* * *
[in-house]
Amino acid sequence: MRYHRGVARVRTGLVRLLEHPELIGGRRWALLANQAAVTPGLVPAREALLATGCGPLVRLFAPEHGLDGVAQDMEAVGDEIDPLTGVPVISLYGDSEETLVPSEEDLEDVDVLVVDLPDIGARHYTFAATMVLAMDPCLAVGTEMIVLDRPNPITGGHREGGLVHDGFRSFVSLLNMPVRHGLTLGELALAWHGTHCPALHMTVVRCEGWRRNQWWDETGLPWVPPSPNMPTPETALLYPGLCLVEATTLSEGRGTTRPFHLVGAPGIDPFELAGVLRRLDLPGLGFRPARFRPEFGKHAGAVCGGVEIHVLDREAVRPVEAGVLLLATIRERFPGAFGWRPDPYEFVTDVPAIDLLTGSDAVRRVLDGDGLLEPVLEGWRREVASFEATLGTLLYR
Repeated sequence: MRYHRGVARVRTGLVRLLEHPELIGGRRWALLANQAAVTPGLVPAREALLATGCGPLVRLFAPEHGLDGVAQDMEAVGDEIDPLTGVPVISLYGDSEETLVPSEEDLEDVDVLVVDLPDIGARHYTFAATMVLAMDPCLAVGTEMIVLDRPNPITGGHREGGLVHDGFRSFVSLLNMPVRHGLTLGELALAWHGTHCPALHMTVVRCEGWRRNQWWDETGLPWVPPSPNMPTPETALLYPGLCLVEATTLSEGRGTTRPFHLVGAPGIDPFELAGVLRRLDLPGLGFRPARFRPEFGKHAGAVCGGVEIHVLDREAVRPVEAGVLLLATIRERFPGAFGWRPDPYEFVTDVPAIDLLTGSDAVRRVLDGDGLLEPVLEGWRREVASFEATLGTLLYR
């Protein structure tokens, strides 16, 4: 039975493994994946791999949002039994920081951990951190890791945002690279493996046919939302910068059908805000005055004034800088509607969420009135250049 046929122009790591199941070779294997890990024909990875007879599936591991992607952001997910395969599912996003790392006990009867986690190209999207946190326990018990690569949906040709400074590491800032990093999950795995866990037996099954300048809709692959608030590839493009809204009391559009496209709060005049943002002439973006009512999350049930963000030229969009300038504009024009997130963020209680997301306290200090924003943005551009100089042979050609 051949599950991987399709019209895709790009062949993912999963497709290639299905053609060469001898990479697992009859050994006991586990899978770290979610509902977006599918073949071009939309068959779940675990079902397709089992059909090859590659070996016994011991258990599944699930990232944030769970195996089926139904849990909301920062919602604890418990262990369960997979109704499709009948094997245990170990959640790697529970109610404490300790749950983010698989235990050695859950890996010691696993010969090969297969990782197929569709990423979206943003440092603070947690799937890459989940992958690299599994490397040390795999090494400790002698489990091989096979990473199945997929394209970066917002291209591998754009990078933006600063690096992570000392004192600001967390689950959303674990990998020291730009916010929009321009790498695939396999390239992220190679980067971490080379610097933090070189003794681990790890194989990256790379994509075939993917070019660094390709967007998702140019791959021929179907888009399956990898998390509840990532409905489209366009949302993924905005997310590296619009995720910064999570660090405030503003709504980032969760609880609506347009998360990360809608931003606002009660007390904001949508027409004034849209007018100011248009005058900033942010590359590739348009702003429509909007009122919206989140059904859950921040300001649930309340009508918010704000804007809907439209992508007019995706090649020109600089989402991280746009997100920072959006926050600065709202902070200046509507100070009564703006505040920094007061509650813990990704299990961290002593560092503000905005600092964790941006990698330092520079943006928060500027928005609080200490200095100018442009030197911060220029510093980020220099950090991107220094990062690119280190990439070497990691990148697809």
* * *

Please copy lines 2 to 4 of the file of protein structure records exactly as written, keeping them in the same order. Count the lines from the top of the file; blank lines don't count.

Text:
Amino acid sequence: MRYHRGVARVRTGLVRLLEHPELIGGRRWALLANQAAVTPGLVPAREALLATGCGPLVRLFAPEHGLDGVAQDMEAVGDEIDPLTGVPVISLYGDSEETLVPSEEDLEDVDVLVVDLPDIGARHYTFAATMVLAMDPCLAVGTEMIVLDRPNPITGGHREGGLVHDGFRSFVSLLNMPVRHGLTLGELALAWHGTHCPALHMTVVRCEGWRRNQWWDETGLPWVPPSPNMPTPETALLYPGLCLVEATTLSEGRGTTRPFHLVGAPGIDPFELAGVLRRLDLPGLGFRPARFRPEFGKHAGAVCGGVEIHVLDREAVRPVEAGVLLLATIRERFPGAFGWRPDPYEFVTDVPAIDLLTGSDAVRRVLDGDGLLEPVLEGWRREVASFEATLGTLLYR
Repeated sequence: MRYHRGVARVRTGLVRLLEHPELIGGRRWALLANQAAVTPGLVPAREALLATGCGPLVRLFAPEHGLDGVAQDMEAVGDEIDPLTGVPVISLYGDSEETLVPSEEDLEDVDVLVVDLPDIGARHYTFAATMVLAMDPCLAVGTEMIVLDRPNPITGGHREGGLVHDGFRSFVSLLNMPVRHGLTLGELALAWHGTHCPALHMTVVRCEGWRRNQWWDETGLPWVPPSPNMPTPETALLYPGLCLVEATTLSEGRGTTRPFHLVGAPGIDPFELAGVLRRLDLPGLGFRPARFRPEFGKHAGAVCGGVEIHVLDREAVRPVEAGVLLLATIRERFPGAFGWRPDPYEFVTDVPAIDLLTGSDAVRRVLDGDGLLEPVLEGWRREVASFEATLGTLLYR
């Protein structure tokens, strides 16, 4: 039975493994994946791999949002039994920081951990951190890791945002690279493996046919939302910068059908805000005055004034800088509607969420009135250049 046929122009790591199941070779294997890990024909990875007879599936591991992607952001997910395969599912996003790392006990009867986690190209999207946190326990018990690569949906040709400074590491800032990093999950795995866990037996099954300048809709692959608030590839493009809204009391559009496209709060005049943002002439973006009512999350049930963000030229969009300038504009024009997130963020209680997301306290200090924003943005551009100089042979050609 051949599950991987399709019209895709790009062949993912999963497709290639299905053609060469001898990479697992009859050994006991586990899978770290979610509902977006599918073949071009939309068959779940675990079902397709089992059909090859590659070996016994011991258990599944699930990232944030769970195996089926139904849990909301920062919602604890418990262990369960997979109704499709009948094997245990170990959640790697529970109610404490300790749950983010698989235990050695859950890996010691696993010969090969297969990782197929569709990423979206943003440092603070947690799937890459989940992958690299599994490397040390795999090494400790002698489990091989096979990473199945997929394209970066917002291209591998754009990078933006600063690096992570000392004192600001967390689950959303674990990998020291730009916010929009321009790498695939396999390239992220190679980067971490080379610097933090070189003794681990790890194989990256790379994509075939993917070019660094390709967007998702140019791959021929179907888009399956990898998390509840990532409905489209366009949302993924905005997310590296619009995720910064999570660090405030503003709504980032969760609880609506347009998360990360809608931003606002009660007390904001949508027409004034849209007018100011248009005058900033942010590359590739348009702003429509909007009122919206989140059904859950921040300001649930309340009508918010704000804007809907439209992508007019995706090649020109600089989402991280746009997100920072959006926050600065709202902070200046509507100070009564703006505040920094007061509650813990990704299990961290002593560092503000905005600092964790941006990698330092520079943006928060500027928005609080200490200095100018442009030197911060220029510093980020220099950090991107220094990062690119280190990439070497990691990148697809």